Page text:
Statute Barred: How Long Can A Debt Be Chased In The UK?July 25, 2022
Being in debt isn’t just a financial drain. It can cause personal and emotional stress too.
As qualified Insolvency Practitioners, we’re highly experienced in navigating individuals and companies through financial difficulties.
Unsurprisingly, our team is often asked “how long can a debt be chased in the UK?”
This is a key question and there are various nuances to be aware of, such as the type of debt and whether you are solely liable.
In this blog, we will discuss how long a debt can be chased in the UK – and define the key term ‘statute barred’.
How long can a debt be chased in the UK?
The details on this can be found in the Limitation Act 1980. However, the answer to how long a debt can be chased in the UK isn’t quite so simple.
The Limitation Act 1980 stipulates the manner in which a creditor can recover a debt. But when it comes to the timeframe within which a debt can be reclaimed, there is variation according to the method of debt recovery and the type of debt.
For the purposes of this article, we will focus on the time limit after which a creditor can no longer pursue a debt via the courts (defined as statute barred – more on this below).
In England, Wales and Northern Ireland, a creditor cannot take court action after a period of six years. In Scotland, the period is five.
What does ‘statute barred’ mean?
A debt can become statute barred if the creditor and debtor do not communicate for a period of six years (or five, in Scotland).
Once statute barred, it cannot be enforced via court action.
Statute barred status is applicable to certain types of debt, such as credit cards, bank loans and store cards (often referred to as simple contract debts) providing:
- No communication between debtor and creditor, or payment towards the debt, has taken place in the past six years
- No court action has been taken by the creditor in order to recover the debt over the six-year period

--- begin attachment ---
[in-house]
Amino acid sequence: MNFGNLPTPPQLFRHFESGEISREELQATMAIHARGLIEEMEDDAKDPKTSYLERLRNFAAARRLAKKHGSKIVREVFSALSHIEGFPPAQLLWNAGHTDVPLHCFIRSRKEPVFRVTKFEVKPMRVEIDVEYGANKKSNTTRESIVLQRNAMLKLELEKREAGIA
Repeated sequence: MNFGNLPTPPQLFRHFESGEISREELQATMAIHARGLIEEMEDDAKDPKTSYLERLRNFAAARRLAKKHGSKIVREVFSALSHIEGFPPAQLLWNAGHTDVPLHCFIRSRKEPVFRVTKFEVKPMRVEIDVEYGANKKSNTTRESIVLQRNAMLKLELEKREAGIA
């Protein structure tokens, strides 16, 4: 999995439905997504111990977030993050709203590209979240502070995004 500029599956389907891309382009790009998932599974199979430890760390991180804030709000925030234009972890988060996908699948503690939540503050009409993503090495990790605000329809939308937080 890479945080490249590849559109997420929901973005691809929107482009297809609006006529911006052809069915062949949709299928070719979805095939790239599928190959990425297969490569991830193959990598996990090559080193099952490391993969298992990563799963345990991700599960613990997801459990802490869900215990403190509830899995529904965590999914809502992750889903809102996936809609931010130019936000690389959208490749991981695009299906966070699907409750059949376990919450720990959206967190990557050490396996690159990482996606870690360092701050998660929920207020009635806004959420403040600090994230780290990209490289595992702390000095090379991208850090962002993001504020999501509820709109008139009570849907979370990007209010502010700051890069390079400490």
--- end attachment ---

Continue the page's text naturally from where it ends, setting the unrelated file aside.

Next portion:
Crucially, if either of the above stipulations are broken, the six-year limitation period restarts.
It’s worth being aware that not only is the length of the limitation period different in Scotland, but a statute barred debt is referred to as a ‘prescribed’ debt.
Note, a jointly-held debt can be statute barred, but any of those persons liable may restart the limitation period – affecting all those liable.
Debt types unaffected by statute barred status
There are certain types of debts that cannot become statute barred – however much time passes. Others are subject to different lengths of limitation.
There is no time limit when it comes to chasing income tax and VAT debt. HMRC can pursue such debts indefinitely.
Mortgage shortfalls only can become statute barred after 12 years for capital owed, and six years for the payable interest.
Also be aware that:
- A personal injury claim has a limitation period of three years
- Individuals who have been overpaid benefits can be chased by the Department of Work and Pensions (DWP) without court action. However, benefit overpayments are subject to a six-year limitation period, which commences on a decision being made by the DWP, Council or a Tribunal
- If a debtor has been taken to court and is in receipt of a County Court Judgement, they will be unable to make use of the Limitations Act 1980.
To the unqualified, it might not necessarily be clear whether a debt is, or could be, statute barred. There are often nuances and differing precedents to be aware of.
For example, student loans changed in format in 1998, and the fact payment can be deducted from wages can make it harder to make a case for it being statute barred.
As always, we strongly advise taking expert debt advice when it comes to debt management.
How to find out if a debt is statute barred
We have highlighted the fact different regulations apply to different types of debt.
Your first port-of-call is to identify the type of debt and whether a limitation period could apply.
If you’re clear that the debt could be defined as statute barred, you’ll need to identify the start date of the limitation period.
This date will be whichever is the soonest out of the following:
- The most recent communication between yourself and the creditor in which you acknowledge the debt
- The most recent previous payment towards the debt
- The earliest date at which the creditor could have commenced court proceedings
Solutions if chased for a statute barred debt
Because a debt is statute barred doesn’t mean it cannot be pursued – simply, the avenue of court enforcement is closed.
There are solutions available to those struggling with debt.
At Hudson Weir, we have vast experience in assisting individuals faced with personal debt.
Options such as debt management plans, individual voluntary arrangements and declaring insolvency or bankruptcy are potential routes.
For more information, take a look at our guide to personal insolvency.
How long can a debt be chased in the UK – final thoughts
The rules surrounding debt recovery can be complex and may need to be looked at on a case-by-case basis – and if you’re concerned about your personal debt situation, do get in touch with us.
Don’t hesitate to reach out for advice and support if required.